Today’s African American Truxton Circle resident from the 1920 Census who owned their home is the widowed Susan E. Brown of 237 O St NW (Sq. 553, lot 58). This address no longer exists, and is currently an empty lot behind the Friendship-Armstrong Charter School. In 1920 she lived there with her son William J. Brown and her daughter Alethya’s family, the Williams.
In the Recorder of Deeds’ records Mrs. Brown was also Susan E. Berry (b. 1865). She died in 1927 and according to her will, left 237 and 239 O St NW to her married daughter Alethya H. Williams, who used the property to borrow money from the American Security and Trust Company in 1934 and 1949. In 1966, Alethya sold the property to the District of Columbia.
A little thing about the will. One of the witnesses was named Ethel Witkowska, a very Polish sounding name. She lived at 21 Tea (T) St NE. She appears in the 1930 census as a 24 year old bookkeeper. According to the Social Security Death Index Ethel Witkowska was born March 1905 and died in 1974, so she was just 20 when she witnessed the will in 1925. Her name just stood out.
Another little thing about her will, is that she may have owned property in her native South Carolina. The property was in Sumter county. Since no town was mentioned, I’ll assume it was rural land.
Anywho, Susan Brown only appears in the 1920 census at that address. Susan E. Berry appears at 237 O St NW in the 1900 Census, living with her husband Hilyard/ Hilliard, a hotel porter, their sons Hilyard Jr (aka James Hilliard) and William and daughter Althea. A faulty family tree (there are a few errors) claims her maiden name was Ruffin.
Since I’m looking at the census for 1920 and her family owned the neighboring lot, let’s look at 239 O St NW. It was lot 819 or old lot 11 on Sq. 553. Susan Berry’s will had named both Alethya and Hilliard Jr. as beneficiaries for 239 O St. NW. And it is Hilliard Berry and his wife Jessie Gordon Berry mentioned in the land records, not Alethya. They borrowed several times from the Washington Loan and Trust Company and individually named lenders, in 1929, 1930, 1934, 1935, 1937, 1939, 1942, 1943, 1945, 1947, 1950 and 1953. The widow Jessie Berry sold the property in 1965 to Sylvia H. Miller, who then turned around and sold the property in 1966 to the DC government.
The Clarkes and the Stewarts lived at 239 O Street as renters. In total there were 11 people living at 239. Like their landlords, they too were African-American. The head of the Clarke family was Henry who was listed as being an Assistant Engineer. I should note that William Berry or Brown’s occupation in 1920 was that of an Engineer. William’s brother, Hilliard, in the city directory is some sort of Engineer in the DC Public Schools. According to a WWII draft card, Hilliard worked at Dunbar High School. I wonder if Henry Clarke and the Berry/Brown brothers worked together?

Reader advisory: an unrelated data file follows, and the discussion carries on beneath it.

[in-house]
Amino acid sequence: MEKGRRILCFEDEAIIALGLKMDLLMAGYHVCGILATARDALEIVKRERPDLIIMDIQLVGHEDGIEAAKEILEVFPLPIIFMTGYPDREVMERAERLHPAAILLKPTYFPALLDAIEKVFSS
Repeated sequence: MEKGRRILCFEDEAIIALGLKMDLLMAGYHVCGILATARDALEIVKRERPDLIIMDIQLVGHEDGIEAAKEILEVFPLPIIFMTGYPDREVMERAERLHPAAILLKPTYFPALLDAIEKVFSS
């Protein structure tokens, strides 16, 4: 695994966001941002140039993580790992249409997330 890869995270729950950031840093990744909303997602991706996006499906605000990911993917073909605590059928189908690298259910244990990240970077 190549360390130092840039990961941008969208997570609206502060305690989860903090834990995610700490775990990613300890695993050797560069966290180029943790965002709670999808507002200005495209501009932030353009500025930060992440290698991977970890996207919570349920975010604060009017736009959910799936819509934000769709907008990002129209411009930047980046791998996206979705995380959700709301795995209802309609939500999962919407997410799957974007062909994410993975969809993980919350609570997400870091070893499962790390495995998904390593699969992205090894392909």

Gee, his name may as well be John Smith. Last post was Fannie Moore and I discovered there were a bunch of ladies with that name. I suspect I’ll have to weed through several Harry Browns.
In the 1920 Census then renter Harry Brown lived at 240 R St NW with his wife Rosetta and their 5 year old, Madaline. By the 1930 Census they are owners. There was a Harry Franklin Brown at 224 R St NW who filled out the draft card for World War I in 1917/1918. Since they were both barbers, I will assume they are the same person. I did not find Harry Brown in the Recorder of Deed records, but I did find Rosa E. Brown.
The address is on Sq. 551, which has been completely redone, so none of the houses on that block remain. The Library of Congress Baist map is of little help since it does not show 240 as a house number. But I can guess that it was lot L or 837 as it was the last house facing R St after 222 R St NW. This means it could have just as well been 224 R St NW. The owner for that lot was solely Rosa E. Brown. Harry, her husband appears nowhere on the paperwork. When she sells the property in 1959 to George Basiliko and his wife, she is listed as an unmarried widow. Rosa and Rosetta are the same person. Rosa Brown appears in city directories as the wife of Harry F. Brown at 240 R St NW.
From a family tree on Ancestry we find a fuller picture of Mr. Brown. He was born on July 19, 1889 in Baltimore, MD. His father was Maltimore Brown (1856-1924) and Helen (nee Cooper) Brown (1858-??) and he had a dozen brothers and sisters. Not in the family tree is the marriage in DC to Rossetta Blackwell in 1911. But an interesting thing in the family tree which creates a mystery. One of his many siblings is his sister Mary A. (1879-1970), who around 1902 married James Boardley. In 1910 the couple lived with a then single Harry, their parents and several other siblings at 1417 3rd St NW. In the 1940 Census, Harry is living with the Boardleys. No Rosa in sight. But according to the family tree, Harry died in 1937, which makes it hard to be in the 1940 Census. Rosa Brown was living back at 240 R St NW with daughter Madeline S. Brown, widowed and working as a maid. Why were Mr. & Mrs. living several blocks apart, if he was alive at all?